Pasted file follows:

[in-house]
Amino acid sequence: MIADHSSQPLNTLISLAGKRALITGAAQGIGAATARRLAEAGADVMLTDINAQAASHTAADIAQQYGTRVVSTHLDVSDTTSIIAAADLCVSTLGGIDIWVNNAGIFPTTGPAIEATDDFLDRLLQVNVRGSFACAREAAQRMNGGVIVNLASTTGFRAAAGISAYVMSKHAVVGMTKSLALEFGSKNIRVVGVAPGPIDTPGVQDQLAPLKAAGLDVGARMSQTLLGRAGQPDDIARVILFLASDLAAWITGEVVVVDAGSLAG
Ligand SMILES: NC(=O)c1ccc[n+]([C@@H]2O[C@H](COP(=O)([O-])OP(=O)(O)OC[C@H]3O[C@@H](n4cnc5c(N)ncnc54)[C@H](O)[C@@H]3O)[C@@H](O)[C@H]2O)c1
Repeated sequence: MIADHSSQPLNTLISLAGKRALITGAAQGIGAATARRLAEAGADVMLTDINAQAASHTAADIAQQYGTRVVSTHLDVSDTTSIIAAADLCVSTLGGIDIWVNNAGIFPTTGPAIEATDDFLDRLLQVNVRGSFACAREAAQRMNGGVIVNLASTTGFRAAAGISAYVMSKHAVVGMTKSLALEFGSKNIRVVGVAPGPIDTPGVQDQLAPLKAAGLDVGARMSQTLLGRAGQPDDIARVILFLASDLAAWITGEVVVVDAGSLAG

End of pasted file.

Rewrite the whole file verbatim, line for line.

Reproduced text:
[in-house]
Amino acid sequence: MIADHSSQPLNTLISLAGKRALITGAAQGIGAATARRLAEAGADVMLTDINAQAASHTAADIAQQYGTRVVSTHLDVSDTTSIIAAADLCVSTLGGIDIWVNNAGIFPTTGPAIEATDDFLDRLLQVNVRGSFACAREAAQRMNGGVIVNLASTTGFRAAAGISAYVMSKHAVVGMTKSLALEFGSKNIRVVGVAPGPIDTPGVQDQLAPLKAAGLDVGARMSQTLLGRAGQPDDIARVILFLASDLAAWITGEVVVVDAGSLAG
Ligand SMILES: NC(=O)c1ccc[n+]([C@@H]2O[C@H](COP(=O)([O-])OP(=O)(O)OC[C@H]3O[C@@H](n4cnc5c(N)ncnc54)[C@H](O)[C@@H]3O)[C@@H](O)[C@H]2O)c1
Repeated sequence: MIADHSSQPLNTLISLAGKRALITGAAQGIGAATARRLAEAGADVMLTDINAQAASHTAADIAQQYGTRVVSTHLDVSDTTSIIAAADLCVSTLGGIDIWVNNAGIFPTTGPAIEATDDFLDRLLQVNVRGSFACAREAAQRMNGGVIVNLASTTGFRAAAGISAYVMSKHAVVGMTKSLALEFGSKNIRVVGVAPGPIDTPGVQDQLAPLKAAGLDVGARMSQTLLGRAGQPDDIARVILFLASDLAAWITGEVVVVDAGSLAG